as well. If your children are likely to have contact with the SVP or other registered sex offenders, you
     should show your children the sex offender's photo. In a manner that does not incite panic, instruct your
     children to avoid all contact with the SVP, even if the SVP's offense of conviction does not involve an
     offense against a child. Instruct them to avoid being in the vicinity of the SVP's residence or workplace.
     All sex offenders are prohibited from contact with children, and any contact should be reported to the
     supervising officer. Encourage your children to tell you if the sex offender initiates contact with them.
     Review the public safety materials with your children and encourage your children to tell you about any
     contact with the SVP or any other person who makes them feel uncomfortable. It is important to teach
     your children about appropriate and inappropriate contact and to encourage regular discussion about their
     interactions with other people.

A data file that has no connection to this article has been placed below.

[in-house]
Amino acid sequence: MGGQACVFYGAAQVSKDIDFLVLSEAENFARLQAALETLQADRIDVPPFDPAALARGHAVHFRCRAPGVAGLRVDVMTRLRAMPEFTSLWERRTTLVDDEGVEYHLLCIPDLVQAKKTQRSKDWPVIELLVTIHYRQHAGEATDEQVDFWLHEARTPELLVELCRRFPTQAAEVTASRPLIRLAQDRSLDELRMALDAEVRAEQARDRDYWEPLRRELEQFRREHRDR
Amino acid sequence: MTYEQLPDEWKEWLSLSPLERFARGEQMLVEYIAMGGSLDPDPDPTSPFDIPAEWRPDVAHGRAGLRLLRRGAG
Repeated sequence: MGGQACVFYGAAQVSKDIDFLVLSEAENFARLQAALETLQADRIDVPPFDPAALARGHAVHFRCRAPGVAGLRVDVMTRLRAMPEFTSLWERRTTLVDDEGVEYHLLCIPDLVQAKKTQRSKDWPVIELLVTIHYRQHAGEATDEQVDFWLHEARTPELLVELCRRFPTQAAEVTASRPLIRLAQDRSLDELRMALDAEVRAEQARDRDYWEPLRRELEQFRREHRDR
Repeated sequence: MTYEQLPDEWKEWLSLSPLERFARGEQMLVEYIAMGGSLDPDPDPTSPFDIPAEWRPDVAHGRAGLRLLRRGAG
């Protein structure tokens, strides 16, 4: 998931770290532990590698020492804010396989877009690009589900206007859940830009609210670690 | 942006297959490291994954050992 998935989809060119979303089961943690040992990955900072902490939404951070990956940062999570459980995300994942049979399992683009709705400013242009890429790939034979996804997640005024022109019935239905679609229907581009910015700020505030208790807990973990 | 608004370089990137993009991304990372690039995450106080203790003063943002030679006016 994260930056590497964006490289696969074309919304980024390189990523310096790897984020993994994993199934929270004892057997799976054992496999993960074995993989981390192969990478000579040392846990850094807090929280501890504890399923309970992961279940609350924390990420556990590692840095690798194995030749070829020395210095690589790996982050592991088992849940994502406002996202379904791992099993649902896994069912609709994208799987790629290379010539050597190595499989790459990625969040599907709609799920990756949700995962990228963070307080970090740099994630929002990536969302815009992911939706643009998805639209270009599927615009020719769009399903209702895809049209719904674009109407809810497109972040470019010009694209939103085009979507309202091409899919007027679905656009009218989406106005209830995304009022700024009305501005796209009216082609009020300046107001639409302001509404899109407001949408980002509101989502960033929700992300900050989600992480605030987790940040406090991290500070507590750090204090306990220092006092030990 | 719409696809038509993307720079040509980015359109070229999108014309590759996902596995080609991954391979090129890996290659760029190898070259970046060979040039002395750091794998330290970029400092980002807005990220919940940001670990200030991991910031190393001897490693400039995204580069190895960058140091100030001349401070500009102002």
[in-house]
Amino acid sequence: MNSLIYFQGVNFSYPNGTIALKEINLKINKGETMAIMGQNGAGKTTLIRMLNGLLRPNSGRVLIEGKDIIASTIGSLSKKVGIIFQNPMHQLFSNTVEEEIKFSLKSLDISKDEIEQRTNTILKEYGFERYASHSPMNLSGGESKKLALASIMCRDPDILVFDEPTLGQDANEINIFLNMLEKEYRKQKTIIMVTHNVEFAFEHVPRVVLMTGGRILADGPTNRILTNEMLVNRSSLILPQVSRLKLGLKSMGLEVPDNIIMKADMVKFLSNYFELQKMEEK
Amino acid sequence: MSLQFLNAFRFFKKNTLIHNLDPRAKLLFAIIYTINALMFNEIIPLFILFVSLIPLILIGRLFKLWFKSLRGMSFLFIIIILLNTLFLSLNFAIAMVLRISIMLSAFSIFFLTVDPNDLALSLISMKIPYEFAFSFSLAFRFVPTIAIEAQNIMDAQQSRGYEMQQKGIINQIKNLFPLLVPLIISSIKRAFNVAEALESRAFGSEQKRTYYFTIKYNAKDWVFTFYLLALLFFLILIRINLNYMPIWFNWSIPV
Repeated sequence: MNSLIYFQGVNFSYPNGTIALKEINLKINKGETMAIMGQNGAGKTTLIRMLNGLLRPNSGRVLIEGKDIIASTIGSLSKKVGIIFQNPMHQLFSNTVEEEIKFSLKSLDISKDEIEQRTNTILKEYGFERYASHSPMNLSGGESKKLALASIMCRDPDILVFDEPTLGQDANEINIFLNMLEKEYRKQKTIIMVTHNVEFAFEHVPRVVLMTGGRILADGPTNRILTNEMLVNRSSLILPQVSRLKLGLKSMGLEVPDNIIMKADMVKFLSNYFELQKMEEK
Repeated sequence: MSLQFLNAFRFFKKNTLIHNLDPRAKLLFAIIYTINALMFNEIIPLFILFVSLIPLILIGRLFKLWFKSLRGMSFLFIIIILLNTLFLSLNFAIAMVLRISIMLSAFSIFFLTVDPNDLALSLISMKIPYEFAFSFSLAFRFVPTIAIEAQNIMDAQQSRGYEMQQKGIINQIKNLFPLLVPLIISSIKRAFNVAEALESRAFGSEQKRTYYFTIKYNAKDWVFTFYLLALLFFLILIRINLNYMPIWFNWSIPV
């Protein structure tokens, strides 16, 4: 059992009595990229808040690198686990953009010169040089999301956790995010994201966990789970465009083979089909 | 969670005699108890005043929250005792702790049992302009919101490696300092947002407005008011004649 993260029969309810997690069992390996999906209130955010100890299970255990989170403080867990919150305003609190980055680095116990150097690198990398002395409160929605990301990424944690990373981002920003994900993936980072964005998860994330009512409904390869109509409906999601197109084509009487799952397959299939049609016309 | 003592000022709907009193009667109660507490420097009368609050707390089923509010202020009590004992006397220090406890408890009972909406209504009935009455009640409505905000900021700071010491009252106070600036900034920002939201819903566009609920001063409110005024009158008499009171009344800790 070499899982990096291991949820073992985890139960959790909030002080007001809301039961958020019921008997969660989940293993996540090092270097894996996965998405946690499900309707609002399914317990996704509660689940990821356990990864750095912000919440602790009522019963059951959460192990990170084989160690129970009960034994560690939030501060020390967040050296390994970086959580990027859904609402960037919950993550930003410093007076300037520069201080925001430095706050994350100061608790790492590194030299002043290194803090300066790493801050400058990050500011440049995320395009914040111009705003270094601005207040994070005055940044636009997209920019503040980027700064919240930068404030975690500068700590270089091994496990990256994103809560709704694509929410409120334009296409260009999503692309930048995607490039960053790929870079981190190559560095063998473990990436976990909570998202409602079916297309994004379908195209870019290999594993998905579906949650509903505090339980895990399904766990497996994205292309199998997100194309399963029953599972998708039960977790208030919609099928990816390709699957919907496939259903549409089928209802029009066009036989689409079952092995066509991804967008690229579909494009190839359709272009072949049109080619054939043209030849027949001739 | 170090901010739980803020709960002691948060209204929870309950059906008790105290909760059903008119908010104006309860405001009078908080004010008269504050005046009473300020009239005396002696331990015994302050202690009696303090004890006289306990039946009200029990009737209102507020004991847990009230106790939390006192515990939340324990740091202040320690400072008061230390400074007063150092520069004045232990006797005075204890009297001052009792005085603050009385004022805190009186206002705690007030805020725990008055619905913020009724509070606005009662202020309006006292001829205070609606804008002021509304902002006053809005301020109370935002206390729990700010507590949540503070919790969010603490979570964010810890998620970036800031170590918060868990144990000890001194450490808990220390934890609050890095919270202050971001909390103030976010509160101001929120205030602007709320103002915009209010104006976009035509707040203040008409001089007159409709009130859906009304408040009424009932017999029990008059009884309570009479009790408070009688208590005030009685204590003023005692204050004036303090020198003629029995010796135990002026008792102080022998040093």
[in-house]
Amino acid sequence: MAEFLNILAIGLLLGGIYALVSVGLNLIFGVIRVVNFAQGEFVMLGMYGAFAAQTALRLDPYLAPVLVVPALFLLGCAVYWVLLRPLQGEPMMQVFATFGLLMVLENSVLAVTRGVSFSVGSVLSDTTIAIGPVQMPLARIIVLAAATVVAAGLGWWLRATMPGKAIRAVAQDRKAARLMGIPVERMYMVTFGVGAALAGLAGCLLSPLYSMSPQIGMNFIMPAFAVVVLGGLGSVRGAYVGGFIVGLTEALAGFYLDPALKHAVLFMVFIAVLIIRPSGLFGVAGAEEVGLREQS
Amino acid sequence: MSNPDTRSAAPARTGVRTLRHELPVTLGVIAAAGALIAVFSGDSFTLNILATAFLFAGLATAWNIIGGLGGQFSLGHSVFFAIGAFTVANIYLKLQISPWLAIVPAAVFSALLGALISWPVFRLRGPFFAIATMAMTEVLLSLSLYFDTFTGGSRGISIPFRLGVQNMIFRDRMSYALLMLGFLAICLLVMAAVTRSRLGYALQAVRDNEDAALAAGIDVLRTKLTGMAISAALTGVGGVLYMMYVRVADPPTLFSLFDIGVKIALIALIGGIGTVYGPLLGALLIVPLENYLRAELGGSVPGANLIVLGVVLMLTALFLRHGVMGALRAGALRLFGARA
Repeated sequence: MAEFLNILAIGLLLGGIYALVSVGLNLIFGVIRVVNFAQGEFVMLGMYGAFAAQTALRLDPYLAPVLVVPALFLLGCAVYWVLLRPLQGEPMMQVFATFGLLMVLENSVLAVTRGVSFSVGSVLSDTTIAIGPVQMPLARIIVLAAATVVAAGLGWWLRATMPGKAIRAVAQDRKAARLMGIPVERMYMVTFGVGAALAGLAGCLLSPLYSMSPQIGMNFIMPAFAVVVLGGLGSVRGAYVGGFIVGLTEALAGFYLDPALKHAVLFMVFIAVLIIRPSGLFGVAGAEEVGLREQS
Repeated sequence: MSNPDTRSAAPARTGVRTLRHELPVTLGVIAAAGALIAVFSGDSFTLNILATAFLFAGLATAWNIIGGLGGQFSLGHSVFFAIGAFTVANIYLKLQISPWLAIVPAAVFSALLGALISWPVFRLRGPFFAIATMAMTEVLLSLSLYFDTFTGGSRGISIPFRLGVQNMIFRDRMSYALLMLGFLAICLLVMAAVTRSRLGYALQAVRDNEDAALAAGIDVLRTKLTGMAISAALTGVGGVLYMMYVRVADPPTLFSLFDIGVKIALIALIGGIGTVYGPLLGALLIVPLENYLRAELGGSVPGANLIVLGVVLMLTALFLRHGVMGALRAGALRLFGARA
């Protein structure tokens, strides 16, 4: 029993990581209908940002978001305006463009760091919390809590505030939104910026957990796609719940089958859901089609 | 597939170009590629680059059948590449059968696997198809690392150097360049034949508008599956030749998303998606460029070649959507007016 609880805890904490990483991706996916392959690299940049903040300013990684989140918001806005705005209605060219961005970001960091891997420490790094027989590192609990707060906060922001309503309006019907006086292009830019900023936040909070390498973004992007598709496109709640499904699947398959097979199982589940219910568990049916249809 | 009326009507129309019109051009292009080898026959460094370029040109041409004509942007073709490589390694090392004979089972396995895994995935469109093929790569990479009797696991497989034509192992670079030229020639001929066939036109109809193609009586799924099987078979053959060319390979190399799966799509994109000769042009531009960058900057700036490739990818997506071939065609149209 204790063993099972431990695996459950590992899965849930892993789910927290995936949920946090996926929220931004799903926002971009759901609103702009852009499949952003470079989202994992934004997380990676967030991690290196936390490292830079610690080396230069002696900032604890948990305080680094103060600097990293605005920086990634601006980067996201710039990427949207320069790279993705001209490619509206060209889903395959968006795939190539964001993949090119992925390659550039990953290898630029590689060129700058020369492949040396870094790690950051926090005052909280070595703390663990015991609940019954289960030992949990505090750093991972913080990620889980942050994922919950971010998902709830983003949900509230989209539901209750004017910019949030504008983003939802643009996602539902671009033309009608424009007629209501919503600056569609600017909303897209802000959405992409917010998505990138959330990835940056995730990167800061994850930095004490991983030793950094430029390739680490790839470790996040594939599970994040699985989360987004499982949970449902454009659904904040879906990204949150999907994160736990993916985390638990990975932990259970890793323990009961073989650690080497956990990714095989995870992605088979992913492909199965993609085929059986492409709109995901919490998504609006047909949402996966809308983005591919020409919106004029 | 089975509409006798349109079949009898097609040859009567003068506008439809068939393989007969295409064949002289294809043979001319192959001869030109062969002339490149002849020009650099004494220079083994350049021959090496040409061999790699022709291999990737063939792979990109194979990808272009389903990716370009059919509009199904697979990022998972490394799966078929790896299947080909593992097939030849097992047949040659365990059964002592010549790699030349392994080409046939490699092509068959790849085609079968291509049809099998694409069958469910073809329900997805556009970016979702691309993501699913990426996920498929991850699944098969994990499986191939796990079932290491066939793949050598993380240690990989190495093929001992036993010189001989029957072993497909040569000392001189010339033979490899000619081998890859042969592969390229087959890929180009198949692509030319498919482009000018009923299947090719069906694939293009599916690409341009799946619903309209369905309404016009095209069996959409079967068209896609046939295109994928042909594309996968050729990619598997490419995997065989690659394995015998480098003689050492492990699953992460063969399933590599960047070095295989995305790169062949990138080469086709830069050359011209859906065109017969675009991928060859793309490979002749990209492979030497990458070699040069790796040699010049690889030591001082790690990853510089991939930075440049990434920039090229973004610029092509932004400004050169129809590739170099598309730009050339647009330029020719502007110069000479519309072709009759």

Q)   What is the web site where sex offenders are put on?

A)   What is the web site where sex offenders are put on? http://www.craigpolice.org or
     http://moffatcountysheriff.com/ or http://www.fbi.gov/hq/cid/cac/registry.htm (national sex offender
     registry)

Q)   Why aren’t all sex offenders on the city’s website?

A)   Why aren’t all sex offenders on the city’s website? By law only people convicted of “felony” sexual
     assault may be placed on the web page. Anyone convicted of misdemeanors or who are juvenile
     offenders cannot be placed on the web page. However, if you come to the Craig Police Department and
     ask to see the sex offender lists they will appear on that list.

Q)   Why does a Sex Violent Predator (SVP) who is high risk get let out of prison?

A)   Why does a Sex Violent Predator (SVP) who is high risk get let out of prison? Like any other crime they
     are sentenced to a specific amount of time in prison/jail. When they have served that time they are placed
     on parole and released. There is no mandatory life sentence for these types of crimes in Colorado.




 
                                                  Page 8 
 

								
To top